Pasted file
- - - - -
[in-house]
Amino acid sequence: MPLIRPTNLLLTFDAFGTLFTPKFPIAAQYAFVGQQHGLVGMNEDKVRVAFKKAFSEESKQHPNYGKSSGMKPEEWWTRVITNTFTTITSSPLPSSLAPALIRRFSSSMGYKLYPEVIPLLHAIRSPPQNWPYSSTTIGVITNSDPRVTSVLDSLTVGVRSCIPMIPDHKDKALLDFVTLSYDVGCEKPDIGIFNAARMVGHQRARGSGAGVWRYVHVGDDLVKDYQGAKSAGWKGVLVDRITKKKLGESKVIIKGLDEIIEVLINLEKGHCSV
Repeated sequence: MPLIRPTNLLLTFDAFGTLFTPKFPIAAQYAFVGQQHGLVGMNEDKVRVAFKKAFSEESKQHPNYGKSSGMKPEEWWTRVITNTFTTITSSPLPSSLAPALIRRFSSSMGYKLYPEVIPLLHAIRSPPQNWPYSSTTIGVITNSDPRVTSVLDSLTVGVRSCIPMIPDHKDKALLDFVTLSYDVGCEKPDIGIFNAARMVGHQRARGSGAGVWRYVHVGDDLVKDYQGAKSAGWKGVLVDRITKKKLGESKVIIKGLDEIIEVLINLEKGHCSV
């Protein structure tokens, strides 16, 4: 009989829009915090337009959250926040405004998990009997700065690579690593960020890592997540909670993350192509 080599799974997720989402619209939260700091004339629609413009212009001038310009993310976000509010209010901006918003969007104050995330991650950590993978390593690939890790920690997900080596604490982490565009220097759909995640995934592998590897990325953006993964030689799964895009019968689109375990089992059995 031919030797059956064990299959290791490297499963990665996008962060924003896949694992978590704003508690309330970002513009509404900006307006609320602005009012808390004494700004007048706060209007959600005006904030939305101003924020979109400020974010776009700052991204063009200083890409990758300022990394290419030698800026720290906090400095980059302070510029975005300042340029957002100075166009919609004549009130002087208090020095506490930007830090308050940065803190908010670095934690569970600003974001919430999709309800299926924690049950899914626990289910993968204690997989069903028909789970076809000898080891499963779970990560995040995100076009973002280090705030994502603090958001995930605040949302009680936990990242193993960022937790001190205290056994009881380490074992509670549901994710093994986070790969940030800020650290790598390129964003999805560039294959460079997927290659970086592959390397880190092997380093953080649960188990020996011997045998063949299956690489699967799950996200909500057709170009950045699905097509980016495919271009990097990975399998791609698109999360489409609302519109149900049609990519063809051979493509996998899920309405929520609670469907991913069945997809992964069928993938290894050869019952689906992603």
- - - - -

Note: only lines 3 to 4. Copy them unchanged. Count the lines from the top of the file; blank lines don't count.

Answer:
Repeated sequence: MPLIRPTNLLLTFDAFGTLFTPKFPIAAQYAFVGQQHGLVGMNEDKVRVAFKKAFSEESKQHPNYGKSSGMKPEEWWTRVITNTFTTITSSPLPSSLAPALIRRFSSSMGYKLYPEVIPLLHAIRSPPQNWPYSSTTIGVITNSDPRVTSVLDSLTVGVRSCIPMIPDHKDKALLDFVTLSYDVGCEKPDIGIFNAARMVGHQRARGSGAGVWRYVHVGDDLVKDYQGAKSAGWKGVLVDRITKKKLGESKVIIKGLDEIIEVLINLEKGHCSV
């Protein structure tokens, strides 16, 4: 009989829009915090337009959250926040405004998990009997700065690579690593960020890592997540909670993350192509 080599799974997720989402619209939260700091004339629609413009212009001038310009993310976000509010209010901006918003969007104050995330991650950590993978390593690939890790920690997900080596604490982490565009220097759909995640995934592998590897990325953006993964030689799964895009019968689109375990089992059995 031919030797059956064990299959290791490297499963990665996008962060924003896949694992978590704003508690309330970002513009509404900006307006609320602005009012808390004494700004007048706060209007959600005006904030939305101003924020979109400020974010776009700052991204063009200083890409990758300022990394290419030698800026720290906090400095980059302070510029975005300042340029957002100075166009919609004549009130002087208090020095506490930007830090308050940065803190908010670095934690569970600003974001919430999709309800299926924690049950899914626990289910993968204690997989069903028909789970076809000898080891499963779970990560995040995100076009973002280090705030994502603090958001995930605040949302009680936990990242193993960022937790001190205290056994009881380490074992509670549901994710093994986070790969940030800020650290790598390129964003999805560039294959460079997927290659970086592959390397880190092997380093953080649960188990020996011997045998063949299956690489699967799950996200909500057709170009950045699905097509980016495919271009990097990975399998791609698109999360489409609302519109149900049609990519063809051979493509996998899920309405929520609670469907991913069945997809992964069928993938290894050869019952689906992603």